The thermosetting materials usually employed in runnerless injection processes differ in some respects from materials normally employed in conventional injection processes because of the different requirements of each process. One significant difference is that a standard injection molding material typically has a stiffer plasticity for faster molding cycles. In contrast, a runnerless injection material is adapted to remain in a plasticized or fused condition in the feed system for extended periods of time without prematurely curing, usually at temperatures between about 104° and about 116° C. (220° to 240° F.), while also being capable of rapidly curing in the mold cavity at the molding temperature, usually about 170° C. (340° F.). Examples of suitable runnerless injection molding compositions are described in U.S. Ser. No. 915,335 filed June 13, 1978, entitled "Phenolic Resins With Improved Low Temperature Processing Stability". The disclosure in the referenced application is hereby incorporated herein by reference. Although such formulations are useful in the present invention, they are not required, and the molding compositions presently utilized may be selected from the more economical and more readily available standard thermosetting compositions.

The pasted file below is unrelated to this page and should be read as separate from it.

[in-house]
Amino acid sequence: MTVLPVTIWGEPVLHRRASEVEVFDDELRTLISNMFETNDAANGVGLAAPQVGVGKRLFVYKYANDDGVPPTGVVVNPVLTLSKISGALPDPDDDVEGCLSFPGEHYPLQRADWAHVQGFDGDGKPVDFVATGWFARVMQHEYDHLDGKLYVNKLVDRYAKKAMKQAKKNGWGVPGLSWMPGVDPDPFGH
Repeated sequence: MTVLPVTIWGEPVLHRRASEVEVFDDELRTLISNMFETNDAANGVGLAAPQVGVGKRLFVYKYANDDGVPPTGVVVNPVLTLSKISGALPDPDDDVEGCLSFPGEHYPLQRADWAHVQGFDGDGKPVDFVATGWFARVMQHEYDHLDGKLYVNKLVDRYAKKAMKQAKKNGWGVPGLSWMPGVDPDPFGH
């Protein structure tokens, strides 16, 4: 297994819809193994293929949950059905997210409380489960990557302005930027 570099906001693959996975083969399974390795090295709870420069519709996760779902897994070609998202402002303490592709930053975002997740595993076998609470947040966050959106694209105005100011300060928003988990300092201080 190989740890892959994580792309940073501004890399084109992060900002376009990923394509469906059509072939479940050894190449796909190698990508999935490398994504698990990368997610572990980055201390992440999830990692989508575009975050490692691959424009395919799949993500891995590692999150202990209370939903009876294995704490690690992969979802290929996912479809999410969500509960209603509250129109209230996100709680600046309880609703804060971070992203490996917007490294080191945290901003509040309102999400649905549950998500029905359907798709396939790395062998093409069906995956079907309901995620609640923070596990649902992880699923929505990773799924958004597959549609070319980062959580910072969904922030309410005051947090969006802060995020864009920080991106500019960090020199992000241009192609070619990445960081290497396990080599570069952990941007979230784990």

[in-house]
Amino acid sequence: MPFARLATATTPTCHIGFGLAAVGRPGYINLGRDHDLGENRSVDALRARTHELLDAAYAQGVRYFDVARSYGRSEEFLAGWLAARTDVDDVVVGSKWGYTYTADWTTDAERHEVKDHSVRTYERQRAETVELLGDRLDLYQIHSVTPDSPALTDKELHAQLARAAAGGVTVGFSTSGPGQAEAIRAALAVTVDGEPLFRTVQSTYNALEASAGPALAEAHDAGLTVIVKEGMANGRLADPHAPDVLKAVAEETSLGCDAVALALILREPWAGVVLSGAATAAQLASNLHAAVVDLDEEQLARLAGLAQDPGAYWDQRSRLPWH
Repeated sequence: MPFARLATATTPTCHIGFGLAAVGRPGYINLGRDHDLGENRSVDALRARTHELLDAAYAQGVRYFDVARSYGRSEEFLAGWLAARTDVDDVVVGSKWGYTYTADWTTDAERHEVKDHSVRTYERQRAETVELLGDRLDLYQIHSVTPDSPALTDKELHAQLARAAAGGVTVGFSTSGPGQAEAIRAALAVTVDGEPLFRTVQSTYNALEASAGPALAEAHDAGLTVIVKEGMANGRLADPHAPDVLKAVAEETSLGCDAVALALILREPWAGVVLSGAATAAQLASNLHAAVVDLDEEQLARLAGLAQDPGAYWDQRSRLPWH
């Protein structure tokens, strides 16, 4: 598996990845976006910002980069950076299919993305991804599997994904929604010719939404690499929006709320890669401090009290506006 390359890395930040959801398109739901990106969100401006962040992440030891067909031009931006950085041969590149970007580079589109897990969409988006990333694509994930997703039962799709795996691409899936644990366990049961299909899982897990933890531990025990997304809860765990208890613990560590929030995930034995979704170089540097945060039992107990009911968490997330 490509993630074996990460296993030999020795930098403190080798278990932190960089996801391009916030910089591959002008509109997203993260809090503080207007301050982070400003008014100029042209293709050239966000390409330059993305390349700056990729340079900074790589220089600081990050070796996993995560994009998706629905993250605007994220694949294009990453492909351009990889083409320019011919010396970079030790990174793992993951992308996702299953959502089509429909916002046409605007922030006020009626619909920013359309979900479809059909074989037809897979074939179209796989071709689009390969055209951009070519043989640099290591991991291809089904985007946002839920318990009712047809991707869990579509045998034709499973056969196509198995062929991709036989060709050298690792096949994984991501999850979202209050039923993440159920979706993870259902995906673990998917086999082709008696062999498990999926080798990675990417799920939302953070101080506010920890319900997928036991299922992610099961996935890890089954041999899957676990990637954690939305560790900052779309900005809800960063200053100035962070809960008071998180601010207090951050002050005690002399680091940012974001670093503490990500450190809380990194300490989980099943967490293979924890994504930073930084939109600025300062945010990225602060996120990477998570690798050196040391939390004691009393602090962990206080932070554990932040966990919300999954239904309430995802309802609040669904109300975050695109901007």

Thermosetting molding materials useful in the present invention may suitably be selected from thermosetting synthetic resins and resin compositions typically used in molding operations, for example, phenolic; amino, such as urea, melamine and melamine/phenolic; polyester resins in granular, nodular, bulk or sheet forms; alkyd; epoxy; silicone; diallylphthlate; polyamides; or from thermosetting natural and synthetic rubber compositions. Phenolic resin compositions are especially useful as the feed material. Phenolic resin compositions used in molding operations are usually employed in the form of molding compositions. Phenolic molding compositions typically are particulate in form containing a molding grade phenolic resin, a cross-linking agent, such as hexamethylenetetramine and suitable filler materials.
The present apparatus is particularly adapted to use in molding operations involving the use of a plurality of molds fed simultaneously from a single feed nozzle.
Conventional reciprocating screw-type molding machines have a feed unit comprised of a nozzle member mounted on the front of a heated barrel. A reciprocal and rotatable screw is positioned within the barrel. The rotating motion of the screw plasticizes a thermosetting molding material within the barrel. Subsequently, a reciprocating motion of the screw, acting as a ram, feeds the plasticized molding material through the nozzle member, through a runner system, into a closed mold. The mold is heated to a temperature sufficiently high to cure the molding material.